462206 Production of Monodisperse Lithium Carbonate NANO-Particles, to be USED As Sacrificial ANODE Template for Direct Acid FUEL CELLS

Monday, November 14, 2016
Grand Ballroom B (Hilton San Francisco Union Square)
Sashankha Tallapudi, Chemical Engineering, Tennessee Technological University, cookeville, TN, Holly Stretz, Department of Chemical Engineering, Tennessee Technological University, Cookeville, TN and John Massingill Jr., Advanced Materials and Processes, San Marcos, TX

With increase in demand for energy the need for alternative power sources has become crucial. The advent of fuel cells has made it possible to power almost any portable device or machine that rely on batteries. Their main advantage is that they do not go dead eventually unlike a typical battery but will continue to produce energy as long as fuel and oxidant are supplied. By improving the porosity of the anode catalyst layer in these fuel cells, it is possible to improve the efficiency. Lithium carbonate is a good choice for sacrificial anode template (pore-former/porogen) especially for direct formic acid type fuel cells, due to its low solubility in the electrolytes being used. In such a case the size of the porogen particles plays the key role. The goal of this research is to be able to produce stable mono-disperse lithium carbonate nanoparticles. A patented CHEMTOR reactor, based on the principles of microfluidics, was used to achieve low poly-dispersity and better control over size of the particles. The product was characterized using dynamic light scattering technique (DLS). The fiber reactor resulted in average particle size of 109nm diameter while the batch process resulted in 839nm diameter. Future work involves in stabilizing the nanoparticles and size control by varying the operating temperature, flowrates and surfactant concentration.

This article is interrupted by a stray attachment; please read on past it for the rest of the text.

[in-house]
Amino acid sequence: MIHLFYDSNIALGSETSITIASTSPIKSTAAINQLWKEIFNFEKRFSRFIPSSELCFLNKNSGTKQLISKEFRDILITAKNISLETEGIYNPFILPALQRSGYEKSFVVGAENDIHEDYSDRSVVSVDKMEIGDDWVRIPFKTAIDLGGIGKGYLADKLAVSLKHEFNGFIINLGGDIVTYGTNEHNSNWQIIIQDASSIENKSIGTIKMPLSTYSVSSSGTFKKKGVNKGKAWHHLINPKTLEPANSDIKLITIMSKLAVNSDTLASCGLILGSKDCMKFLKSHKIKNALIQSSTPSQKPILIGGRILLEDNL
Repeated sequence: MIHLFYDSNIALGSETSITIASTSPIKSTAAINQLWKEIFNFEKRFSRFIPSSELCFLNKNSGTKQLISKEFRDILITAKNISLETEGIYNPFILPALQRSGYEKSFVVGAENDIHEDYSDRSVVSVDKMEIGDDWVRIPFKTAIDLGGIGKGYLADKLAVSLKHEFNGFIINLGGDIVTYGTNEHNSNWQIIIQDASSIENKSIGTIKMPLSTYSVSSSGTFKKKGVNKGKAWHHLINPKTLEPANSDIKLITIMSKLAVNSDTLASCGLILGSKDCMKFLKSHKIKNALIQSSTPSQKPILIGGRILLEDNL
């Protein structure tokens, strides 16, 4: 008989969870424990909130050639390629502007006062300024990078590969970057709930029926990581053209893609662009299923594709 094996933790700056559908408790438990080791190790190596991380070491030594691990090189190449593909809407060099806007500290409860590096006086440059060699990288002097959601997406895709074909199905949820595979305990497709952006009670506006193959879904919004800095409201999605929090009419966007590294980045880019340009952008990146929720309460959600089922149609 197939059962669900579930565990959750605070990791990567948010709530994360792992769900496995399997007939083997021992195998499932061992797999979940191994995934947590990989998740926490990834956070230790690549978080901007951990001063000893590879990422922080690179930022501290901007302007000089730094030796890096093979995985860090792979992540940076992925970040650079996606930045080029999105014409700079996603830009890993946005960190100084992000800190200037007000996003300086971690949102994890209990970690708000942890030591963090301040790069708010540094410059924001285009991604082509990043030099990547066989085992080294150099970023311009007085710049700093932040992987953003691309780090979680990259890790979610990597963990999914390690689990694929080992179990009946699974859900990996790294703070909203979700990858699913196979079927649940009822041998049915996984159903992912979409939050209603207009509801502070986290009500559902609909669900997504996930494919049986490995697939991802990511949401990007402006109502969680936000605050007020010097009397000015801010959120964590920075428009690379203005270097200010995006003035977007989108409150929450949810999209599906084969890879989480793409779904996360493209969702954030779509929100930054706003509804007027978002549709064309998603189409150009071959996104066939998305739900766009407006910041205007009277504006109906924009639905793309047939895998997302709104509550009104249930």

Extended Abstract: File Not Uploaded